Ultimately, with the Coalition system, institutions will be able to modify their application process to suit their needs. For one, Coalition schools can ask students to present parts of their high school portfolio rather than submit additional essays or videos. In short, the Coalition application process is expected to be a lot more flexible. This is not the case with the Common App which is often described as having a formulaic approach to college application, where institutions can do little to customize their own process.

Why Some Schools Want to Stick to Common App?

The goals of the Coalition could truly revolutionize college application. Even so, many colleges and universities have expressed their reservations about joining the group.

For Aba G. Blankson, Common Application’s director of communications, it doesn’t matter if the Coalition is directly challenging the Common App. For as long as the Coalition helps more students get into college programs, then it would have done its job with flying colors. “Ultimately, that is what it’s all about,” Director Blankson said. However, she doubts whether the Coalition app would be the ideal platform for students coming from low-income households.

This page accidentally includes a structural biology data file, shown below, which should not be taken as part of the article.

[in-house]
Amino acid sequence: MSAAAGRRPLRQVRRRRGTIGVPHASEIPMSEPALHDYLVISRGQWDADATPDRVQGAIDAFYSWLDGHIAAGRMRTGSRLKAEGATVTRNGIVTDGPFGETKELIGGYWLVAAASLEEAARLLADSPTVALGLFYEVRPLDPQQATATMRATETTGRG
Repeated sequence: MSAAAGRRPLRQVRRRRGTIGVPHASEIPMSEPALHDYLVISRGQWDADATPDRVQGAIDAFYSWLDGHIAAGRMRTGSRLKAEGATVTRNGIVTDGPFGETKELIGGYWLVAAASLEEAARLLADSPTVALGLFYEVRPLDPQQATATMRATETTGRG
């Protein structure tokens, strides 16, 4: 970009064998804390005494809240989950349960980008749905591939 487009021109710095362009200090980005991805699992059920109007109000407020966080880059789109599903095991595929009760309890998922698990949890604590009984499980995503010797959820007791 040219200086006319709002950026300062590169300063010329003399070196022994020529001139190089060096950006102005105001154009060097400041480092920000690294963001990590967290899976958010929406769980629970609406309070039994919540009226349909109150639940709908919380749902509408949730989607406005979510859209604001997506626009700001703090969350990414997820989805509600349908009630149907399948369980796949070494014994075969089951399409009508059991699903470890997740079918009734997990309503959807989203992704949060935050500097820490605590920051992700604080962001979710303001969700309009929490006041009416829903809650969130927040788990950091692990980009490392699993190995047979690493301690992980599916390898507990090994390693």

Last year alone, 860,000 college applicants use the Common App and more than 30% of them were first-generation college students. Further analysis of these figures revealed that many of the students enrolled at institutions that are open to disadvantaged applicants. And more often than not, these same institutions do not enjoy the high graduation rates required by the Coalition.

Director Blankson pointed out that all high school students deserve an opportunity to be admitted into college. Having a high college graduation rate requirement (average of 70% over a six-year period), the Coalition app could limit the number of their member institutions and, in turn, limit the opportunities for disadvantaged high school students. In contrast, the broad diversity of Common App institutions mean students have a better chance of finding the college or university where they will fit in.

Another concern zeroes in on the use of student portfolios during application, which is one of the new Coalition’s key features. Portfolios would contain the essays, school work, extracurricular activities and other details shared by students on the Coalition platform. Institutions will refer to the student portfolios when mentoring students or picking which ones qualify for their college programs.

Indeed, the goal of using portfolios will allow students to think about and work on their college admissions early in their high school years. But some educators say that forcing students to build their portfolios early on can result to admissions stress on the part of young students.

Lastly, there’s the question about equity or fairness in schools that use both Common App and Coalition platform. Patrick O’Connor is the associate dean of college counseling over at Cranbrook Schools and he is concerned about how institutions would evaluate applications if they are using both systems. For example, if one college applicant submits an essay following the Common App prompt and another applicant presents a portion of the portfolio item under the Coalition platform, how would the college admissions officer fairly measure the qualities of both submissions under two different systems?